The PredictionIO Machine Learning Project Propels Intelligent Development
PredictionIO, one of the latest Apache Software Foundation projects elevated to top-level status, like many such projects, grew out of frustration.
“Every time we needed to build something intelligent — doing a news recommendation or resume analysis, product matching, something like that — we had to build the machine learning tech stack from scratch every time,” said Simon Chan, co-founder of PredictionIO, along with Donald Szeto, Kenneth Chan and Thomas Stone.
“If you don’t have to build your database from scratch, why should you have to build your machine learning server from scratch? … The idea was to build something developers could use without a Ph.D.”
They were inspired by the model of MySQL at that time, he said, and determined to offer an open source version of it.
Salesforce acquired their company in early 2016 and donated an open source version to ASF later that year. It’s since become the backbone of Salesforce Einstein, which enables customers to build their own AI-powered tools.
It’s also in use at Japanese executive job site BizReach, lifecycle management firm LiftIQ, online developer training company Pluralsight, and machine learning consultancy ActionML.
One of the project’s biggest assets is a concept called template gallery. It allows users to share their projects as a template. Companies building a similar application can simply download your template and run it as is or modify some of the components, said Chan, now senior director of product management for Salesforce Einstein.
The templates include a recommendation, classification, natural language processing and other tools. Regression templates include forecasting energy use, electric load and Boston housing prices.
Building a recommendation engine, a project that typically could take a team of team of expert data scientists months to do can be accomplished in a couple of weeks with one or two engineers with PredictionIO, he said in a blog post.
More than Algorithms
PredictionIO originally was built on Hadoop, but has switched to Spark as it has become more mature, Chan explained. It uses HBase as the data store; the Spark ML library MLlib; Spray, the JSON implementation in Scala; HDFS in some models and Elasticsearch to store metadata.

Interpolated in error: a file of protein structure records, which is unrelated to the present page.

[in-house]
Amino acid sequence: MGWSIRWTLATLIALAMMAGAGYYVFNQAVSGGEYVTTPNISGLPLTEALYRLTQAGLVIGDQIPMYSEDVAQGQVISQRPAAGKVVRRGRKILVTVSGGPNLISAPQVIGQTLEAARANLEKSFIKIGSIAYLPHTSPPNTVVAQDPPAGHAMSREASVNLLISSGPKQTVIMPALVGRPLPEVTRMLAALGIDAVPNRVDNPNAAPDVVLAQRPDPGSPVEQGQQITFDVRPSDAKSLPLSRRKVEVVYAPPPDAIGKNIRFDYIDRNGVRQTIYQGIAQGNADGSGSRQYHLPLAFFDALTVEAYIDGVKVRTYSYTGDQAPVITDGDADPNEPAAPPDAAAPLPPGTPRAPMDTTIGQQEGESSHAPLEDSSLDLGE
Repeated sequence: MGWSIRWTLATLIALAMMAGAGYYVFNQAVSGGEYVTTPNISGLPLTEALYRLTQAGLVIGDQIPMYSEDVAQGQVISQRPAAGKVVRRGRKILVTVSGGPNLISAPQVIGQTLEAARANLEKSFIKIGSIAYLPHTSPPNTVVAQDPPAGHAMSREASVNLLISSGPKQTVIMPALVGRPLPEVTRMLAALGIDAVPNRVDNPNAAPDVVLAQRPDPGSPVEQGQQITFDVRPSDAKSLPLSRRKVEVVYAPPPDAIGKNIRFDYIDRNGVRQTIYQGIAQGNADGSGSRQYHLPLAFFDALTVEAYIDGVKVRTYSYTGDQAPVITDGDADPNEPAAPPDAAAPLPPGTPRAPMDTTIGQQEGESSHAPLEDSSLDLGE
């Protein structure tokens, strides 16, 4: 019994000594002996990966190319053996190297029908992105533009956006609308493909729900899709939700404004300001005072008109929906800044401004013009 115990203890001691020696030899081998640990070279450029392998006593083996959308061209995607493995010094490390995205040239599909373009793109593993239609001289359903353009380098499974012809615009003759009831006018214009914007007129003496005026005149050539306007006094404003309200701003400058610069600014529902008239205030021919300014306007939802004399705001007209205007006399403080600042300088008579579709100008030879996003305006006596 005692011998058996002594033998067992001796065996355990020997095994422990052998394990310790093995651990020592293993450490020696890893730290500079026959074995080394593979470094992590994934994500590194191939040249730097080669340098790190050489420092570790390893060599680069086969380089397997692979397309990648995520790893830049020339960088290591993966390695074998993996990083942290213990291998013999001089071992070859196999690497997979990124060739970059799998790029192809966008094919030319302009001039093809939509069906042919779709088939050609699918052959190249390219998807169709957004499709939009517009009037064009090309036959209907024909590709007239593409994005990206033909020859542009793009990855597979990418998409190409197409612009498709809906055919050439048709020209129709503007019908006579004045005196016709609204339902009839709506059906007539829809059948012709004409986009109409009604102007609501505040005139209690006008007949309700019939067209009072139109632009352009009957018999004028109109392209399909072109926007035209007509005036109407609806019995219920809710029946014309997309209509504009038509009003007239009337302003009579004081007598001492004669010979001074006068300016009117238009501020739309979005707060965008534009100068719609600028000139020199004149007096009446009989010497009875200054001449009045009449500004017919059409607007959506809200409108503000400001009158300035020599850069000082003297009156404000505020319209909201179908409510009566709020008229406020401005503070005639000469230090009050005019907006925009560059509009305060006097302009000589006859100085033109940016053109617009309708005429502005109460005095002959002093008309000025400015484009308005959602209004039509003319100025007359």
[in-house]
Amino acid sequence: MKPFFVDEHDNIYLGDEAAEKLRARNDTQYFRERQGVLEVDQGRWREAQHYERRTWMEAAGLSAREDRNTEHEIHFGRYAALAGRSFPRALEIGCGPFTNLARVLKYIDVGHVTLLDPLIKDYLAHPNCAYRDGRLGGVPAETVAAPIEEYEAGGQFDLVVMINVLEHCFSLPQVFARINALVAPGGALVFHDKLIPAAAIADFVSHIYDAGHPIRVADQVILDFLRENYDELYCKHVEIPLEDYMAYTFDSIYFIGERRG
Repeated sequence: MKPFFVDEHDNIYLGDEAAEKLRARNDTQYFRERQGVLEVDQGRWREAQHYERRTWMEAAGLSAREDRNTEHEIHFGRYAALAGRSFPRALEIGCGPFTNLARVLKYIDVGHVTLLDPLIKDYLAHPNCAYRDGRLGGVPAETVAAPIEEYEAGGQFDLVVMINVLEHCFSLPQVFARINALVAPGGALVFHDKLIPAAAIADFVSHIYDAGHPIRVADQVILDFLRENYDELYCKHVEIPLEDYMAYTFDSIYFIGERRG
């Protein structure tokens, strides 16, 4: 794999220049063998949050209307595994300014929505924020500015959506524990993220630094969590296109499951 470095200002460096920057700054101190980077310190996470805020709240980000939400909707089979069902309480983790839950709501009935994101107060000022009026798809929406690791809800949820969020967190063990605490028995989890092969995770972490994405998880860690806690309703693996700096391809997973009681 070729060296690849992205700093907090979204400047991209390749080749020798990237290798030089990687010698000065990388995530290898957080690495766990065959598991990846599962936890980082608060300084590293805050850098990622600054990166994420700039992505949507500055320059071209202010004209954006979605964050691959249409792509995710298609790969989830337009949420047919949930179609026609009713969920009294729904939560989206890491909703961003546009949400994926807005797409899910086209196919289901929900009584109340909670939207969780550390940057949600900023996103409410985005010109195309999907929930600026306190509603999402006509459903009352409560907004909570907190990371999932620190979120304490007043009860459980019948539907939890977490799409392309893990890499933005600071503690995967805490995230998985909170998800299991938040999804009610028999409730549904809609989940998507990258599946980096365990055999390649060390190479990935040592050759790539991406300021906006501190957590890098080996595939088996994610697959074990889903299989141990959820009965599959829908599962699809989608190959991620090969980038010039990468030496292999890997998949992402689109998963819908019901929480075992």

An event server continuously collects data from your application, in real-time or in batch, for model training and evaluation. The event server also can unify data from multiple sources for analysis.
The PredictionIO engine then builds models with one or more algorithms using the data. After it is deployed as a web service, it listens to queries from the application and responds through a REST API with predicted results in real-time.
While ASF has machine learning libraries such as Mahout and MLlib, machine learning remains in early stages and needs researchers, developers and companies to contribute to it to make it successful, according to Chan.
“If you’re not really [knowledgeable] about the machine learning stack, you can’t really do much with just algorithms,” Chan said. There’s a whole pipeline that PredictionIO handles, including preparing data, building algorithms, training, managing and evaluating models.
SystemML, another ASF project created at IBM, was also built on Spark and MLlib. It provides the ability to scale data analysis from a small laptop to large clusters without the need to rewrite the entire codebase.
Other open source machine learning projects, such as TensorFlow, Caffe, Vowpal Wabbit, and scikit-learn, are ML libraries.
PredictionIO has been extended to support any JDBC (Java Database Connectivity) data store and multiple other algorithms, Chan said.
He sees more inter-project collaboration with ASF projects such as Spark and Beam as a result of the top-level status.
“Usability is still a big problem in machine learning. We need to make the development process even easier, and that’s going to require a lot of resources from the open source community,” he said.
It’s been encouraging to see how companies have been using both the open source and internal Salesforce implementations of PredictionIO, Chan said.
At the recent Dreamforce ’17 conference, for instance, staff from Ulster Bank in Scotland talked about how it uses PredictionIO and Einstein for their Next Best Offer predictions — using past customer behavior to know which banking services to suggest next.
And the University of Palermo, Argentina, has used PredictionIO to be able to predict dropout rates for specific courses.
Feature Image: “40+37 Magic 8 Ball” by Bark, licensed under CC BY-SA 2.0.